-- Robert Preidt
THURSDAY, Nov. 10 (HealthDay News) -- Watching a scary movie can
frighten you into selling your stocks too soon, a new study
The researchers explained that this is due to something called
"social projection," in which people's own current feelings and
inclinations heavily influence their assessment of others' state of
mind and preferences.
This means that an investor who is scared assumes that other
investors are also scared and that their fears will drive stock
prices lower, prompting the investor to sell early, said study
co-author Eduardo Andrade, an associate professor in the business
school at the University of California, Berkeley.
"If I'm scared, I tend to project that you are scared," he said in a university news release. "If I feel like selling, I project that you are also going to sell, and that pushes me to sell earlier rather than later in anticipation of a drop in stock value."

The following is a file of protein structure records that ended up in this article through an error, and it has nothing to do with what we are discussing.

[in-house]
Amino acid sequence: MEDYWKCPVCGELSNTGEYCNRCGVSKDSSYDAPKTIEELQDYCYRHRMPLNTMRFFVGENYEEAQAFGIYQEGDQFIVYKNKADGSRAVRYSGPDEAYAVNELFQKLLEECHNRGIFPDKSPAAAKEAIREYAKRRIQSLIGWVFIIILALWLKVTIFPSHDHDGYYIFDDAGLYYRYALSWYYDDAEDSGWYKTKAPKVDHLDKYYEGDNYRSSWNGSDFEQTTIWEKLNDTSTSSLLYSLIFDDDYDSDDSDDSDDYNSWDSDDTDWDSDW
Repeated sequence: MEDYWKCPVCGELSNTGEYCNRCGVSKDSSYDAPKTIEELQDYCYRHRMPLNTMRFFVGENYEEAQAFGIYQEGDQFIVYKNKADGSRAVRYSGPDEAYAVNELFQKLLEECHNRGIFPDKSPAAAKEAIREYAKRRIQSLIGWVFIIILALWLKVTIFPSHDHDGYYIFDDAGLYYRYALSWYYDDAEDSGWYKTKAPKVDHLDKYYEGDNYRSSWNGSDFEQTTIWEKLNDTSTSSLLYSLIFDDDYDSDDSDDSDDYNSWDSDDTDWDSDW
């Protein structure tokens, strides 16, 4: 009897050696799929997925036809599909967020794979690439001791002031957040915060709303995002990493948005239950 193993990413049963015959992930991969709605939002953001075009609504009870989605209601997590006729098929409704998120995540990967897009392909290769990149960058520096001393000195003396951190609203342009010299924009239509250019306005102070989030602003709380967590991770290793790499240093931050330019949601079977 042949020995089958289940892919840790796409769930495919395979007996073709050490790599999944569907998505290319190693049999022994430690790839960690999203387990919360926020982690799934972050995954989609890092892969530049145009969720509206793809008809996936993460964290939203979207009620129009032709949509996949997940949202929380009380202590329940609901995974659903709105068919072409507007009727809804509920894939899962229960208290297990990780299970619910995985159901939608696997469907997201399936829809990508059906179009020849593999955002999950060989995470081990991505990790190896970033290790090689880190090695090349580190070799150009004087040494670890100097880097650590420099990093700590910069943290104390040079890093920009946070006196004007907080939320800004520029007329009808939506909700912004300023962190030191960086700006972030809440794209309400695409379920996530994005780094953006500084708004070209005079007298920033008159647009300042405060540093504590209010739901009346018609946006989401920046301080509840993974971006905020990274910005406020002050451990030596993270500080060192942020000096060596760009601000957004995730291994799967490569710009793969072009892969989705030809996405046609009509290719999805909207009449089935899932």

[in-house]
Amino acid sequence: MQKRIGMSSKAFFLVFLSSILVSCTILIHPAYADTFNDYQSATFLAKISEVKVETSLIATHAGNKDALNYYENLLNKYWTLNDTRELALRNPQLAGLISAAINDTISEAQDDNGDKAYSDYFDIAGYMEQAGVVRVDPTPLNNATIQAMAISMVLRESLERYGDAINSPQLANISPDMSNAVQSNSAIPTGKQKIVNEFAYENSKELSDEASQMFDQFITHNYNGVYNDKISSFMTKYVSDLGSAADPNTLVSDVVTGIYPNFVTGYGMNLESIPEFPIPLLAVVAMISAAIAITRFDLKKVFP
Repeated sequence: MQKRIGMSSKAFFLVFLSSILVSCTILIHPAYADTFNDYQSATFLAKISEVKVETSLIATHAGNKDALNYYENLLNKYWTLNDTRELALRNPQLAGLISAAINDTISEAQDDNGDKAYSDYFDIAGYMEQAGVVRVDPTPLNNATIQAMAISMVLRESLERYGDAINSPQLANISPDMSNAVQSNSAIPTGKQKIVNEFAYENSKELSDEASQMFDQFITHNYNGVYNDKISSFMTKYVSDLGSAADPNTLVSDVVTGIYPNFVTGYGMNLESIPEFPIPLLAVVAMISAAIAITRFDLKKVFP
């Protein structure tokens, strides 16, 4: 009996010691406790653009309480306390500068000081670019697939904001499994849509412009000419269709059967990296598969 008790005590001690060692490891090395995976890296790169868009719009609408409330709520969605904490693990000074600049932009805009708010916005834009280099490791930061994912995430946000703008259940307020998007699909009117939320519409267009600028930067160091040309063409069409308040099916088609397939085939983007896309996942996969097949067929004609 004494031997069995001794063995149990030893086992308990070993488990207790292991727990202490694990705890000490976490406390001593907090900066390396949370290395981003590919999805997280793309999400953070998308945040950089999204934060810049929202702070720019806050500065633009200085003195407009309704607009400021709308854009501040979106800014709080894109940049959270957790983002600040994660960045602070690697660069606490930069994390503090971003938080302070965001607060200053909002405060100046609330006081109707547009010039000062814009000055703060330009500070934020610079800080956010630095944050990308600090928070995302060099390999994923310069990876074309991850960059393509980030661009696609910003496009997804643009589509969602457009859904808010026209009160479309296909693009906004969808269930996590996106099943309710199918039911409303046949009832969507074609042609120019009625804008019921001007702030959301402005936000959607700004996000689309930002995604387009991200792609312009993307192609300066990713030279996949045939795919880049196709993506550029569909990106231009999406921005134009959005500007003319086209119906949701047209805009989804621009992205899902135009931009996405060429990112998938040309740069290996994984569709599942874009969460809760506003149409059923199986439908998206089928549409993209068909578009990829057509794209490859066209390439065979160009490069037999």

In this study, the researchers examined whether emotions
completely unrelated to the stock market could influence investor
behavior. They had one group of volunteers watch horror movies
while another group watched documentaries about Benjamin Franklin
and Vincent Van Gogh.
After watching the movies, the volunteers participated in a
stock market simulation experiment. Those who watched the horror
movies were more likely to sell early than those who watched the
documentaries, the investigators found.
But fear triggered early selling only when participants were
told that the value of the stock was affected by other people, not
when they were told the stock value was randomly determined by a
computer, where social projection was not a factor.
The findings suggest that being able to control fear is
beneficial for investors.
"Generally speaking, those who made more money were those who decided to stay longer in the simulation game," Andrade said.
The study is published in the November issue of the
Journal of Marketing Research.
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